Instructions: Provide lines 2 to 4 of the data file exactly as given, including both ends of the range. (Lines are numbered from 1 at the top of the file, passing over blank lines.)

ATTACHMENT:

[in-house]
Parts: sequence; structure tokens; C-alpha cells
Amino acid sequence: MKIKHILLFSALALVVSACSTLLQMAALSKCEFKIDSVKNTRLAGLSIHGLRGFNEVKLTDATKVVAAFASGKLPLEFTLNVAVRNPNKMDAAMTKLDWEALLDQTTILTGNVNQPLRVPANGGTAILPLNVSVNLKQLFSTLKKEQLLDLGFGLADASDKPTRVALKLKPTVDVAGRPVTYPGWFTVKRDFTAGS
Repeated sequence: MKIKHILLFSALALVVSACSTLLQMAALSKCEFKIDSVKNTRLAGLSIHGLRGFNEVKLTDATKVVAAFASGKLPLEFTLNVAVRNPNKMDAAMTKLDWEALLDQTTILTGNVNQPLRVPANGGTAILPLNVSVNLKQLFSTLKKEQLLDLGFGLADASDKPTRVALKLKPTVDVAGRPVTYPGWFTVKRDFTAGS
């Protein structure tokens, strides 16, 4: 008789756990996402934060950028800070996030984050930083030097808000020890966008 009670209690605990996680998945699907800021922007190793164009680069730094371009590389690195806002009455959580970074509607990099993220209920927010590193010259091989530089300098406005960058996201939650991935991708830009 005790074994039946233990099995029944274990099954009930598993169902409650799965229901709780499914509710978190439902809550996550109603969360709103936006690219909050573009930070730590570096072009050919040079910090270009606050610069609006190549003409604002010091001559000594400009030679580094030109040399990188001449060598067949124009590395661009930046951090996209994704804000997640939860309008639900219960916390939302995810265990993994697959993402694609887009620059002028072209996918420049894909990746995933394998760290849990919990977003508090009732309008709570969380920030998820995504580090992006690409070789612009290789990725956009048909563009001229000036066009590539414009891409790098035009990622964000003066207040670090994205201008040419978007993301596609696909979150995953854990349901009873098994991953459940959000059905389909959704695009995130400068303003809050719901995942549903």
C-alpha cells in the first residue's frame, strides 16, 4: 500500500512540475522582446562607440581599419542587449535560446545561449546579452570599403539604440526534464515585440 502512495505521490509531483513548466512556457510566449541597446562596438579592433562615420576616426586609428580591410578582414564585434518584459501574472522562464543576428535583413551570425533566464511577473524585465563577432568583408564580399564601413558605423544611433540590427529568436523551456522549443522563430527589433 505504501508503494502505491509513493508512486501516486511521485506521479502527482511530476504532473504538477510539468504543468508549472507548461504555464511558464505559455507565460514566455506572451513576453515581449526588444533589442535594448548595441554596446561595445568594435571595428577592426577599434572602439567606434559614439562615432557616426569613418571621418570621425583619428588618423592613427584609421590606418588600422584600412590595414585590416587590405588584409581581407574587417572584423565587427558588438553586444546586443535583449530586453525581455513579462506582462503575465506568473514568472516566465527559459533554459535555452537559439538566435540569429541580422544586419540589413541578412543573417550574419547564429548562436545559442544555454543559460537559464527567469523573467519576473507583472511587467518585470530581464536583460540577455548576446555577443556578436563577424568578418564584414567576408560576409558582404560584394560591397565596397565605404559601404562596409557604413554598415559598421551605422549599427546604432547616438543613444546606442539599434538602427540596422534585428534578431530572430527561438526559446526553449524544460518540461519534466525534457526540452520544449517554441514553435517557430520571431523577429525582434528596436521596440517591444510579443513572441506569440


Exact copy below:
Parts: sequence; structure tokens; C-alpha cells
Amino acid sequence: MKIKHILLFSALALVVSACSTLLQMAALSKCEFKIDSVKNTRLAGLSIHGLRGFNEVKLTDATKVVAAFASGKLPLEFTLNVAVRNPNKMDAAMTKLDWEALLDQTTILTGNVNQPLRVPANGGTAILPLNVSVNLKQLFSTLKKEQLLDLGFGLADASDKPTRVALKLKPTVDVAGRPVTYPGWFTVKRDFTAGS
Repeated sequence: MKIKHILLFSALALVVSACSTLLQMAALSKCEFKIDSVKNTRLAGLSIHGLRGFNEVKLTDATKVVAAFASGKLPLEFTLNVAVRNPNKMDAAMTKLDWEALLDQTTILTGNVNQPLRVPANGGTAILPLNVSVNLKQLFSTLKKEQLLDLGFGLADASDKPTRVALKLKPTVDVAGRPVTYPGWFTVKRDFTAGS